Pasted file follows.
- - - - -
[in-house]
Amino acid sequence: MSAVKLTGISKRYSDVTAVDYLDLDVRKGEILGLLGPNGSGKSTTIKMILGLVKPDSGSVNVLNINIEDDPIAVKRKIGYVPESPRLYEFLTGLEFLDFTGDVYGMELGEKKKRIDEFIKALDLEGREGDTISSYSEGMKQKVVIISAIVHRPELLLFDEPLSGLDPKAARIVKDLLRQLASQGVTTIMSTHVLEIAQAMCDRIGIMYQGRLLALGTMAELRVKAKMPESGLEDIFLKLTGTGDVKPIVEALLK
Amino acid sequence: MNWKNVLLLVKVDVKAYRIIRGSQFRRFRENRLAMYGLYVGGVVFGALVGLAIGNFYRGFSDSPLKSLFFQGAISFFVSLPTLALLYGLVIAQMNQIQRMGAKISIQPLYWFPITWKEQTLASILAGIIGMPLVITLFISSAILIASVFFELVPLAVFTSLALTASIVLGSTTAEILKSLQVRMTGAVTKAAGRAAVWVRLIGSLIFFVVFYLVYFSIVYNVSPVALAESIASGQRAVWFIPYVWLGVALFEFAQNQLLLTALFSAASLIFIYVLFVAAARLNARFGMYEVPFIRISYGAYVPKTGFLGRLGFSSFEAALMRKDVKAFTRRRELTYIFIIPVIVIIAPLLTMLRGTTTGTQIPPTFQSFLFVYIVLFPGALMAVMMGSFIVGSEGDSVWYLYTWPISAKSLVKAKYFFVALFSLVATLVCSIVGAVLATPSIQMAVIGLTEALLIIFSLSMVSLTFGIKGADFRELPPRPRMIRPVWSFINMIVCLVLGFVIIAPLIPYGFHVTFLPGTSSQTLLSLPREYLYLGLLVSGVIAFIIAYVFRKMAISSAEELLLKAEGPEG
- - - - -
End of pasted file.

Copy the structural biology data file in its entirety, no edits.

[in-house]
Amino acid sequence: MSAVKLTGISKRYSDVTAVDYLDLDVRKGEILGLLGPNGSGKSTTIKMILGLVKPDSGSVNVLNINIEDDPIAVKRKIGYVPESPRLYEFLTGLEFLDFTGDVYGMELGEKKKRIDEFIKALDLEGREGDTISSYSEGMKQKVVIISAIVHRPELLLFDEPLSGLDPKAARIVKDLLRQLASQGVTTIMSTHVLEIAQAMCDRIGIMYQGRLLALGTMAELRVKAKMPESGLEDIFLKLTGTGDVKPIVEALLK
Amino acid sequence: MNWKNVLLLVKVDVKAYRIIRGSQFRRFRENRLAMYGLYVGGVVFGALVGLAIGNFYRGFSDSPLKSLFFQGAISFFVSLPTLALLYGLVIAQMNQIQRMGAKISIQPLYWFPITWKEQTLASILAGIIGMPLVITLFISSAILIASVFFELVPLAVFTSLALTASIVLGSTTAEILKSLQVRMTGAVTKAAGRAAVWVRLIGSLIFFVVFYLVYFSIVYNVSPVALAESIASGQRAVWFIPYVWLGVALFEFAQNQLLLTALFSAASLIFIYVLFVAAARLNARFGMYEVPFIRISYGAYVPKTGFLGRLGFSSFEAALMRKDVKAFTRRRELTYIFIIPVIVIIAPLLTMLRGTTTGTQIPPTFQSFLFVYIVLFPGALMAVMMGSFIVGSEGDSVWYLYTWPISAKSLVKAKYFFVALFSLVATLVCSIVGAVLATPSIQMAVIGLTEALLIIFSLSMVSLTFGIKGADFRELPPRPRMIRPVWSFINMIVCLVLGFVIIAPLIPYGFHVTFLPGTSSQTLLSLPREYLYLGLLVSGVIAFIIAYVFRKMAISSAEELLLKAEGPEG